Ed Miliband last night gave a speech celebrating equal marriage, and looking ahead to pledge if he is elected to Prime Minister, that he would do everything he could to fight against international inequalities.
Speaking at an LGBT Labour dinner at Café de Paris, Mr Miliband said he hoped to get to a point where “true equality” is achieved and where an athlete such as Tom Daley coming out is no longer “a political act”.
He said: “We are here tonight in celebration of the changes we’ve seen in our country. When I think about the changes I’ve seen in my lifetime, the changes when it comes to equality for the LGBT community are perhaps more profund than any of the other changes. I am incredibly proud to have been part of a Labour Government which made those changes possible.
Noting an earlier conversation with Grayson Perry, he recalled that the artist had said: “‘I want to get to the stage where the way I dress is no longer a political act’. When you think about how far we have come, you think about how far we have to go. When Tom Daley came out, it was a political act. We want to get to the point when an athlete comes out, and it is no longer a political act, because that is true equality.
“I think we have made extraordinary strides in the battle for formal equality, but we should also recognise the strides we sitll have to make in the battle for real equality. And that is true when it comes to homophobic bullying, it is true when it comes to discrimination in the workplace and that is true when it comes to what is happening internationally – where the world seems to be going backwards not forwards.”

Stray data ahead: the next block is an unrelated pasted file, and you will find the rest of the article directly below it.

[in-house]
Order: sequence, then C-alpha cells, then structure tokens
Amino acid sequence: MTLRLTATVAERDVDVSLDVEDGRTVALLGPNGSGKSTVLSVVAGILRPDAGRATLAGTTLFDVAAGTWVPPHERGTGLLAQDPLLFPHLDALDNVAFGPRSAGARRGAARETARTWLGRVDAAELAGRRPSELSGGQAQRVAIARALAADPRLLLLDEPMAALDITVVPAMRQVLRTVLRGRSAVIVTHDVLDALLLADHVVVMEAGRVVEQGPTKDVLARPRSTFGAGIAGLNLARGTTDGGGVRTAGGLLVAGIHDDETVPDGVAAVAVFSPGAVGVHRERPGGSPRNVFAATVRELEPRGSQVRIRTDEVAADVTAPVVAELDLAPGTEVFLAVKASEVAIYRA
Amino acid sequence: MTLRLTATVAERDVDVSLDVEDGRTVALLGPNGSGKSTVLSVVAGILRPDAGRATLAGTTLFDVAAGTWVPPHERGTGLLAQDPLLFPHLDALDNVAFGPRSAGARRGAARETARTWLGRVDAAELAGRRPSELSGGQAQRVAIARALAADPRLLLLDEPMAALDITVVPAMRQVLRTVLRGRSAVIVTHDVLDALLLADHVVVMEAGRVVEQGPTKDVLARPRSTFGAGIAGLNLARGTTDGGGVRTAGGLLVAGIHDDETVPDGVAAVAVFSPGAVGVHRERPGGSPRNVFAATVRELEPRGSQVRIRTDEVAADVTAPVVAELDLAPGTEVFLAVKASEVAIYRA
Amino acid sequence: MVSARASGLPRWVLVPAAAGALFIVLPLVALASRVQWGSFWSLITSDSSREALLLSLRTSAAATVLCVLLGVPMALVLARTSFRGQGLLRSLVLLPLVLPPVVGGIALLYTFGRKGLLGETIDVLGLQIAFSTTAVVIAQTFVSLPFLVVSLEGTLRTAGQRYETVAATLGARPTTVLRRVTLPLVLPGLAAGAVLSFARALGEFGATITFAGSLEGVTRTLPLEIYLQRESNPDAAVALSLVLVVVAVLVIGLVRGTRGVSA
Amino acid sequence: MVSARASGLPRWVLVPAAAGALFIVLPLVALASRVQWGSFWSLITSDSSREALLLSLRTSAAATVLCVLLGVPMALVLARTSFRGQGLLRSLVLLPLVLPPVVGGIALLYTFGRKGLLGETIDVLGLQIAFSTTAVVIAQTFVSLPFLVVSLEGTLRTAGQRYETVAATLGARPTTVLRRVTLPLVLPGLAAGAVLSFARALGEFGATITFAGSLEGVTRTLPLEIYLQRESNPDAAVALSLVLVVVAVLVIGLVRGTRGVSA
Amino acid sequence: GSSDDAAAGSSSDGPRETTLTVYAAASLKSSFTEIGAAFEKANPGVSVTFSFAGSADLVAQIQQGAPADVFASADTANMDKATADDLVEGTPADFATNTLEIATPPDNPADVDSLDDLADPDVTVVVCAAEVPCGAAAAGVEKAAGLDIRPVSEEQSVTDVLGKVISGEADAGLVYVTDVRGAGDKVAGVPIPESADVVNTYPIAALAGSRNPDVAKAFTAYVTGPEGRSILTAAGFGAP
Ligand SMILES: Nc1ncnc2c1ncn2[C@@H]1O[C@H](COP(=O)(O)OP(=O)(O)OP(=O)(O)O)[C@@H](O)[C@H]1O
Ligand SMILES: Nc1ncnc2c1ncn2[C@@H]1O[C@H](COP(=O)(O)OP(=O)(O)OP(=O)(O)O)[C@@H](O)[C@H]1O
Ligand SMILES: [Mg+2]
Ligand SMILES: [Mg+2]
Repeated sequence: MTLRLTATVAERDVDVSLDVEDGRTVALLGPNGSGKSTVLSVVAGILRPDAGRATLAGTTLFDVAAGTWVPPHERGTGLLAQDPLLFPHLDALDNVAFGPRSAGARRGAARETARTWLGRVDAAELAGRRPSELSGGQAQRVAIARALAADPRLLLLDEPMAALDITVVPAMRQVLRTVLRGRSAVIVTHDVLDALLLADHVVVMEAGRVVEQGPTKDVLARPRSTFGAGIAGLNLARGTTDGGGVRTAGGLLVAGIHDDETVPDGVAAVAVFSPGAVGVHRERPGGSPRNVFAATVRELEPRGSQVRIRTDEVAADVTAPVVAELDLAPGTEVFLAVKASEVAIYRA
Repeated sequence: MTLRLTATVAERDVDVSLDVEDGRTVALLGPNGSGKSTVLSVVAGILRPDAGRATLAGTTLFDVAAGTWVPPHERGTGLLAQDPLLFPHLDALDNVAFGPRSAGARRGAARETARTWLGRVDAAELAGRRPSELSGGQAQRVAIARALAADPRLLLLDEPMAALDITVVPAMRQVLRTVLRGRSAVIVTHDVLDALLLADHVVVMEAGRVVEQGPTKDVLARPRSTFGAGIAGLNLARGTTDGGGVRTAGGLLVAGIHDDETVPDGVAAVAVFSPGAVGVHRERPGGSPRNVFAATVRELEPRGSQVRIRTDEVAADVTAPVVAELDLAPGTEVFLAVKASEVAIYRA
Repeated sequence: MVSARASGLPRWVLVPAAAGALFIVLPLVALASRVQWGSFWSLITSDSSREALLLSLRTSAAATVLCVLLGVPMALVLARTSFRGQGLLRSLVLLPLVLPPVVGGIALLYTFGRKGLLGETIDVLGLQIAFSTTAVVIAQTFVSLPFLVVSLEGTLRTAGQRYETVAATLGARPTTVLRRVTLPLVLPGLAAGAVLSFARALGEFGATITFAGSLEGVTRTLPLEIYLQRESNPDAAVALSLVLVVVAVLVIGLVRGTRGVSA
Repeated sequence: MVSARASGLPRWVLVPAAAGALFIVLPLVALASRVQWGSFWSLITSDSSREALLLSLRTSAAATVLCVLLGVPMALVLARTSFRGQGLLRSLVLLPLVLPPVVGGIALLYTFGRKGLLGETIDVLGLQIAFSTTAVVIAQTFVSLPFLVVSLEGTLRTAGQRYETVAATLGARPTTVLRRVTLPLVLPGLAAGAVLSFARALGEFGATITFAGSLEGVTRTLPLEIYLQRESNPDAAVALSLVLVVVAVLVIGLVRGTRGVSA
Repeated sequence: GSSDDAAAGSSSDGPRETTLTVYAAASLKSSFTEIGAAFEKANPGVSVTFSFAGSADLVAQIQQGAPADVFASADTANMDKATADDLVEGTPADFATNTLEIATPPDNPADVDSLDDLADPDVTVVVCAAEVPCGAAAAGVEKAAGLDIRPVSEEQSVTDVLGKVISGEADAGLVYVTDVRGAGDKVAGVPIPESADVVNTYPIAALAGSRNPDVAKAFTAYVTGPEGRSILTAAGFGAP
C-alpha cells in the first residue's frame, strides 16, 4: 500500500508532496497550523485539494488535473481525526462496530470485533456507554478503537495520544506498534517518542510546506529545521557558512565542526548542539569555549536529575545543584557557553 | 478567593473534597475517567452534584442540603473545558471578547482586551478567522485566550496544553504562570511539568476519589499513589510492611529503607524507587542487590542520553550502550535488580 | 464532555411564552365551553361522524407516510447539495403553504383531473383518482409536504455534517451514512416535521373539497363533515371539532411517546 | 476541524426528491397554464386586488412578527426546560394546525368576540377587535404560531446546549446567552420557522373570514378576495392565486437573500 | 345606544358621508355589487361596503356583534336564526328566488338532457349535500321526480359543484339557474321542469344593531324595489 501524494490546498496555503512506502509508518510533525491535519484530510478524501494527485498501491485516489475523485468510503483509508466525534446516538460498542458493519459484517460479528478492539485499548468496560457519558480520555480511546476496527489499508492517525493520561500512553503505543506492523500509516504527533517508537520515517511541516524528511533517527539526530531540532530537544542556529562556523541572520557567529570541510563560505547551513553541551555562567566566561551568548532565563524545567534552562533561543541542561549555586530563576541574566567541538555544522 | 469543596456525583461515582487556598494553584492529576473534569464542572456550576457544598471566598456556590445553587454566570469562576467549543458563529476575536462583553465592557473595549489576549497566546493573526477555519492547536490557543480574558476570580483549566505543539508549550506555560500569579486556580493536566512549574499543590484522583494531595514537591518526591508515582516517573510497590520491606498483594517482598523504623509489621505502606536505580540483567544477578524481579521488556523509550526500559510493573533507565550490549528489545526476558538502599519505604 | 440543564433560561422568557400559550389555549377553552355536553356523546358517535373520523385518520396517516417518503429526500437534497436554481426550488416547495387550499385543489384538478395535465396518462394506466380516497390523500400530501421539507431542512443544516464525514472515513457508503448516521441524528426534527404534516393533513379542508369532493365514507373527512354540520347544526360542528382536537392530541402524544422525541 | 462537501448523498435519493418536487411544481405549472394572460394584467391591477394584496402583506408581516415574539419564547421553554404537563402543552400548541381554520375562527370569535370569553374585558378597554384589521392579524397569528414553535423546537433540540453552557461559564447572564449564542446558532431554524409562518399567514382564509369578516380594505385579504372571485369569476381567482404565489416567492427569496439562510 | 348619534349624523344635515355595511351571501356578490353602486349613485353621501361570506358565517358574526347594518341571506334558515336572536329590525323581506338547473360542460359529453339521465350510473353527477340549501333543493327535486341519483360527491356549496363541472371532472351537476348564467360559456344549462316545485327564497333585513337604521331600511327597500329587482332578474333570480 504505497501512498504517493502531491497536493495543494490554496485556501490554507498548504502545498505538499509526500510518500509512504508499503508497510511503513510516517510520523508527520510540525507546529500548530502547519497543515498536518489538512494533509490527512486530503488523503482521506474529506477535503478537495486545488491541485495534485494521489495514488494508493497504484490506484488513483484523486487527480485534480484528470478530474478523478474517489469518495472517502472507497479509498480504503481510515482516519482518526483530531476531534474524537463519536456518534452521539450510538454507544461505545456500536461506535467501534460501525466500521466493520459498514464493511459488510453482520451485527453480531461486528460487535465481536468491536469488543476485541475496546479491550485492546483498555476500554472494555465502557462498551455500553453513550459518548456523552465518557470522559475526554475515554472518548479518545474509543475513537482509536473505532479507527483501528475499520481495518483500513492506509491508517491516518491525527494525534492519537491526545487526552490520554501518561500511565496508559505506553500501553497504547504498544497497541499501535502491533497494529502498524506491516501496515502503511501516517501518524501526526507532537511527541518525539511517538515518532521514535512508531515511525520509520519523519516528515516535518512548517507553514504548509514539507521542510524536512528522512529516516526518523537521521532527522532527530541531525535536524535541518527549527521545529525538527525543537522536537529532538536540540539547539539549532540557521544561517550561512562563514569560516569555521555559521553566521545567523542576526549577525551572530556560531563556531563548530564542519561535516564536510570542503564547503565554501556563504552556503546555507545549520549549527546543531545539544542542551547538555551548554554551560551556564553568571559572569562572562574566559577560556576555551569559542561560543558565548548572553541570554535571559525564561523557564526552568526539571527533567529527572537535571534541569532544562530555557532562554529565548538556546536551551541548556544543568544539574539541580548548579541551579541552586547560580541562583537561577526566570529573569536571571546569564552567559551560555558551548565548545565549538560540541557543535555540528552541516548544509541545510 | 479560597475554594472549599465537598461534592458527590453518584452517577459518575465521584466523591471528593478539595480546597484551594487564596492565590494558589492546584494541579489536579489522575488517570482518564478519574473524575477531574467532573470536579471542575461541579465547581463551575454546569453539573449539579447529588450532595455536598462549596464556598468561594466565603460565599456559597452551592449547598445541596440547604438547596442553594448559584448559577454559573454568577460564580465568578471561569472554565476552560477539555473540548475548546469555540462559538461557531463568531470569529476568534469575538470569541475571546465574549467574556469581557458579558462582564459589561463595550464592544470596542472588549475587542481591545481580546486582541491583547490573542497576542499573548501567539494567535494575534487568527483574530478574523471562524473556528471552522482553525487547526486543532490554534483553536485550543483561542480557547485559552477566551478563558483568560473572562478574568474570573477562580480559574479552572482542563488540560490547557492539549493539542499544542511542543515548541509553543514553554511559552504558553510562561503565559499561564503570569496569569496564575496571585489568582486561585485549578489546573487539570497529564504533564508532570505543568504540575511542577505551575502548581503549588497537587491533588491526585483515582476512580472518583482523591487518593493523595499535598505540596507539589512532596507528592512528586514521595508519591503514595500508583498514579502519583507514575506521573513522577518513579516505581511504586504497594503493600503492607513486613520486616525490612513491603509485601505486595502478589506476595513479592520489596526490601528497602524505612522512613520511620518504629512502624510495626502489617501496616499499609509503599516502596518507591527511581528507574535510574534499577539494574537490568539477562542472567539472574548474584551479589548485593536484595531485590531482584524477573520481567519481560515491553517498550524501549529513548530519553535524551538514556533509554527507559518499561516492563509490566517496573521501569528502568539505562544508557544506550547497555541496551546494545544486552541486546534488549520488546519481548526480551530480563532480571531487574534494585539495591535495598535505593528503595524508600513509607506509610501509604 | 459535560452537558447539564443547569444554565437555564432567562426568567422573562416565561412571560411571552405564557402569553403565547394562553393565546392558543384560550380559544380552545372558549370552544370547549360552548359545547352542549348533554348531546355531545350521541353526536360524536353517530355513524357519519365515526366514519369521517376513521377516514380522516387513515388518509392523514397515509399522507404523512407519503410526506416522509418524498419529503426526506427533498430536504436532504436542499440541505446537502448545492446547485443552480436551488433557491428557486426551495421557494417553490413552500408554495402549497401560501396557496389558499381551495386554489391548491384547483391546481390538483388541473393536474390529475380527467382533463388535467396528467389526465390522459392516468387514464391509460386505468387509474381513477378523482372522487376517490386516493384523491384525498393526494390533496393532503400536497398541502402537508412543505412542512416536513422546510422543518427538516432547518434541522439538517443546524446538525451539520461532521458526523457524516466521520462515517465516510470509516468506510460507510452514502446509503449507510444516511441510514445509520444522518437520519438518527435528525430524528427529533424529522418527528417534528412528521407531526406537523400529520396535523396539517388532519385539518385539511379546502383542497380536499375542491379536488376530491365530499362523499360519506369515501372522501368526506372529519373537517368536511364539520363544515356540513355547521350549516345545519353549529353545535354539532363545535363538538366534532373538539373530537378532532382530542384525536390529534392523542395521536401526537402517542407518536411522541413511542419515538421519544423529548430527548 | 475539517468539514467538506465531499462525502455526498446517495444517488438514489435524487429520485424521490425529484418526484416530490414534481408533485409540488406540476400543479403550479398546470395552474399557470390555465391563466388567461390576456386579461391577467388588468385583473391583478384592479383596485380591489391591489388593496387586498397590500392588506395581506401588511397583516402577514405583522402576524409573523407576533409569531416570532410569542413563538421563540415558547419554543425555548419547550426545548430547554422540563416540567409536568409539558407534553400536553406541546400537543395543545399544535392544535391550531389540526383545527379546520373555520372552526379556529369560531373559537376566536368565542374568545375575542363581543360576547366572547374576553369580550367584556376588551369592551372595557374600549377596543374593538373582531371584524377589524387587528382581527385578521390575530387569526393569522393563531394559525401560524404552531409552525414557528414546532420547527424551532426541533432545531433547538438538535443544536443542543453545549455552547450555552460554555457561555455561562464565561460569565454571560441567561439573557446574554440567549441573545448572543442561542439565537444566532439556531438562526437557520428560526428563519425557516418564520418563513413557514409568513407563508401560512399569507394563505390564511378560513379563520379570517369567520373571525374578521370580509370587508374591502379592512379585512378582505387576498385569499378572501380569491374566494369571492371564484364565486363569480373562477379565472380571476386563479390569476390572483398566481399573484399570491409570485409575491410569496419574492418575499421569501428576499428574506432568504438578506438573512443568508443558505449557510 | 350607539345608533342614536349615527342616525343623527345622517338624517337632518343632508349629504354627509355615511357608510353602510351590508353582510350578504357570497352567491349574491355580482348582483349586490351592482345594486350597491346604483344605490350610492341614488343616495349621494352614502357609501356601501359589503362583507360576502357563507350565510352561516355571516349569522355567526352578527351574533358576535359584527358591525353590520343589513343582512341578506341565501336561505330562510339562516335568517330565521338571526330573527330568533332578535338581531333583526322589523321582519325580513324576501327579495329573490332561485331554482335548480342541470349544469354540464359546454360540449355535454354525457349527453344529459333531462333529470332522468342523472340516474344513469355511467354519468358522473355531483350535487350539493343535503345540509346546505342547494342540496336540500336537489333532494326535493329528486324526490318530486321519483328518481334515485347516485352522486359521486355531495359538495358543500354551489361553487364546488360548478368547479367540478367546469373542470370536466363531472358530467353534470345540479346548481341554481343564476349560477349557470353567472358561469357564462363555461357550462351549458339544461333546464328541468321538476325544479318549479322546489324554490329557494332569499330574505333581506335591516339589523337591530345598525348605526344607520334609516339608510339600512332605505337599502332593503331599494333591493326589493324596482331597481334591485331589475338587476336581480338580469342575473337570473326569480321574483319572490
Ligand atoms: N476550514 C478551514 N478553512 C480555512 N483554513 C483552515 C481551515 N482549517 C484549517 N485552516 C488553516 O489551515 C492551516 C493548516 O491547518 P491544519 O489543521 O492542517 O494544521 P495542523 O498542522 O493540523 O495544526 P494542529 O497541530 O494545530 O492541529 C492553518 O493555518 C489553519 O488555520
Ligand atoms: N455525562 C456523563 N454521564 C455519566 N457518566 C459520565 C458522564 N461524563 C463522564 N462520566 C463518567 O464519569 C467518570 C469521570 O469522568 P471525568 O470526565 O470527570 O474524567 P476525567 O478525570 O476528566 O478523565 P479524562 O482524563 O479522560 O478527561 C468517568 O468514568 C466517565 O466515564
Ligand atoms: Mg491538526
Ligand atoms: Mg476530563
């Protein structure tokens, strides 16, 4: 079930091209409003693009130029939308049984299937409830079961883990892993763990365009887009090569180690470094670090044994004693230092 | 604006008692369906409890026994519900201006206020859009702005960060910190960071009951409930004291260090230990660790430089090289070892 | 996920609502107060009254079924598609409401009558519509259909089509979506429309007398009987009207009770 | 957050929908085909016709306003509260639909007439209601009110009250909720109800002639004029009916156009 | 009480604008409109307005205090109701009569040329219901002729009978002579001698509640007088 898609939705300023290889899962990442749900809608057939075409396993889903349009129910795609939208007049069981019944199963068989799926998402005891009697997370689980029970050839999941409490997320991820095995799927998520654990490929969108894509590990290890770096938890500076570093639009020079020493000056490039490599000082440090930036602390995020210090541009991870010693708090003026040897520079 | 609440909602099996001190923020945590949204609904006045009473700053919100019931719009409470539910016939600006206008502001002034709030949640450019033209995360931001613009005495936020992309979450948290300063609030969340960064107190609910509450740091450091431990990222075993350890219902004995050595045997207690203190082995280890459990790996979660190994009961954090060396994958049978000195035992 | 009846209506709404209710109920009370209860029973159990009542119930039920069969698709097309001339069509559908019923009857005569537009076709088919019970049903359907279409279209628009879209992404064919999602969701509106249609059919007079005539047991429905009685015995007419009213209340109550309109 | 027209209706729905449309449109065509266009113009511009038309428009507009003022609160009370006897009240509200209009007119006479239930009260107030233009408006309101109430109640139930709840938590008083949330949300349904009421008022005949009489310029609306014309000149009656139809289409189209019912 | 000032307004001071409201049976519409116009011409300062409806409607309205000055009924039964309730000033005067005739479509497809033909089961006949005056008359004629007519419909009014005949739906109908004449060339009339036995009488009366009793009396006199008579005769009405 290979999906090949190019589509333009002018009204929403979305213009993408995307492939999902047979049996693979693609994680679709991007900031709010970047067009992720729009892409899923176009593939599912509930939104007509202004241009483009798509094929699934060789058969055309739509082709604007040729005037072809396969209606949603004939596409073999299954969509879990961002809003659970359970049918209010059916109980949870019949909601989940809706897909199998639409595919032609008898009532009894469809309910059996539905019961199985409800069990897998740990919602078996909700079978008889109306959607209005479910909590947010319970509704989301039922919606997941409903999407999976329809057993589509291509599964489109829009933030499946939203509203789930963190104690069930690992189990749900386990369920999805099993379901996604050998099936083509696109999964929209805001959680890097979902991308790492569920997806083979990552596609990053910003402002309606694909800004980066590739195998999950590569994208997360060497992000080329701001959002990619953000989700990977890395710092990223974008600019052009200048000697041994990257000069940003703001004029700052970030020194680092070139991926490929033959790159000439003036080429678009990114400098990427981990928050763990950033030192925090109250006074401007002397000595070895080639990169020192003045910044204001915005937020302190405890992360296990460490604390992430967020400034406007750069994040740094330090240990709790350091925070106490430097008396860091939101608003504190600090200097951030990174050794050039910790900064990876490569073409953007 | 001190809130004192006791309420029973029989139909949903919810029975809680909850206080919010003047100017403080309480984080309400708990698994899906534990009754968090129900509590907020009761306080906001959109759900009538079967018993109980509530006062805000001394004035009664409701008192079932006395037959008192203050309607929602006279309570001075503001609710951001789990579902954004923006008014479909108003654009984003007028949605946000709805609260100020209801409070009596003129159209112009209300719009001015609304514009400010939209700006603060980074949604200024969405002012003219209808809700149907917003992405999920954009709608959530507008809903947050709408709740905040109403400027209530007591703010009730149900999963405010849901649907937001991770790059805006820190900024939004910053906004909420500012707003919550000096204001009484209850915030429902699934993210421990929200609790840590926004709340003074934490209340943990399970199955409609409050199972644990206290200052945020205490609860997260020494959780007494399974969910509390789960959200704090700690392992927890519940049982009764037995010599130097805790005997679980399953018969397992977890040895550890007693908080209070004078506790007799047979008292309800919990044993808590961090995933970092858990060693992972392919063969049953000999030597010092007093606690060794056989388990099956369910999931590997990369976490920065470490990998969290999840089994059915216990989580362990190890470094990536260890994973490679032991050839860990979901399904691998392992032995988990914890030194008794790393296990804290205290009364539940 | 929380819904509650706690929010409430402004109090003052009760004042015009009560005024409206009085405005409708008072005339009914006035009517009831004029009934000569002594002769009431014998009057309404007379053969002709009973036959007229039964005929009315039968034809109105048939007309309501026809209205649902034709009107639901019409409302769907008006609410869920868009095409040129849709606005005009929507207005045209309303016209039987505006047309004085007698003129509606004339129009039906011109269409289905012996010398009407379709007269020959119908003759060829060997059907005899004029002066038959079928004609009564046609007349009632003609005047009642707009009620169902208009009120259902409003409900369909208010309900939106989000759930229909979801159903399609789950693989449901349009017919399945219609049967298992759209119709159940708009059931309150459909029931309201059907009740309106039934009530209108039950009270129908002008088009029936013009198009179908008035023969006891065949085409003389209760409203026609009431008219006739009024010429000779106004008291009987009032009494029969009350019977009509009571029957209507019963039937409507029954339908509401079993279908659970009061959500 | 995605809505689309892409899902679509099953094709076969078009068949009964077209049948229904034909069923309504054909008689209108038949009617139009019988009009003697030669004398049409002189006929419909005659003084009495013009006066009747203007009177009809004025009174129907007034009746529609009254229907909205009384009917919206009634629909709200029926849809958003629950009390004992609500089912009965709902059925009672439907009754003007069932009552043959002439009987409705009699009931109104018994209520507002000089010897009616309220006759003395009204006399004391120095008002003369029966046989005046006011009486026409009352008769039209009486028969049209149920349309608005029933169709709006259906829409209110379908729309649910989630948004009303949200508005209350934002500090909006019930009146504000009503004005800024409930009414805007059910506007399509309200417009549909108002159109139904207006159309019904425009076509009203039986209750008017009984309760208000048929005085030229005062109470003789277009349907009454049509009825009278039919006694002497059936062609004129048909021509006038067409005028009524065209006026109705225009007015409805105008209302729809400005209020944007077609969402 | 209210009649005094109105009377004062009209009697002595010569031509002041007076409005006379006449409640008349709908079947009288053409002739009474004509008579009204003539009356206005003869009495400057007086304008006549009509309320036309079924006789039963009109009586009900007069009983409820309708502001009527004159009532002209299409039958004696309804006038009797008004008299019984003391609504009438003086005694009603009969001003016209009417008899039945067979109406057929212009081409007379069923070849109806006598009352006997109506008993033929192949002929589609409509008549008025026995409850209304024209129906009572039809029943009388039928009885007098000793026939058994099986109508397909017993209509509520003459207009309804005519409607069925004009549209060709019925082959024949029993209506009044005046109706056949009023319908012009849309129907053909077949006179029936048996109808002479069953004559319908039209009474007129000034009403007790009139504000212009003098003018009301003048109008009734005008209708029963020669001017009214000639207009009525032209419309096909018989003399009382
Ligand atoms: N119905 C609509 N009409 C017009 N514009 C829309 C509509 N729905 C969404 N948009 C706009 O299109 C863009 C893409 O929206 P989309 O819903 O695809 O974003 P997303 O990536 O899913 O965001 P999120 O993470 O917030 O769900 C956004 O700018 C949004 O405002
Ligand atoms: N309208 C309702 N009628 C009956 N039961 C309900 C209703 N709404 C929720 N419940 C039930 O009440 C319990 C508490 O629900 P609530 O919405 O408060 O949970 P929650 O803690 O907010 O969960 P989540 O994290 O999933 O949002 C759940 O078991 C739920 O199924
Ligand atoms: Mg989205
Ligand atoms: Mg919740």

He promised: “I pledge to you tonight that if I am the Prime Minister of this country, that will be an absolutely central part of my agenda using every mechanism at my disposal to fight for equality around the world.”
“We recognise how far we have come, we recognise how much further we have got to go,” he went on to commend the “movement” of people who pushed for moves towards equality.
He spoke optimistically about the upcoming general election, saying “the stakes are incredibly high”, and that “we are in the fight of our lives”.
Speaking more broadly, Mr Miliband said: “The most important thing we’ve got to do in this, when we think about what’s the right thing to do for the country, is walk in the shoes of the victims. Of course there are legal tests for what we do, but we’ve got to walk in their shoes.
“It boils down to a Government and a PM who can walk in the shoes of others, whoever they are in the country. What makes me most angry about this Government, is that they refuse to walk in the shoes of others.
“I think tonight we are celebrating the ability of a country to change, and people right across our country to be able to walk in the shoes of others. To be able to walk in the shoes of lesbian, gay, bisexual and transgender people in our country, and understand their lives, and see them not as ‘the other’, but see them as part of our country.
“I want to build a country where you have a Government who can walk in the shoes of others, and where everybody in the country can walk in the shoes of others.”
Also at the LGBT Labour dinner, Labour peer Lord Alli took a pop at Maria Miller, the Culture Secretary and Minister for Women and Equalities, saying she looked like “a rabbit scared in the headlights” when handling the equal marriage debate.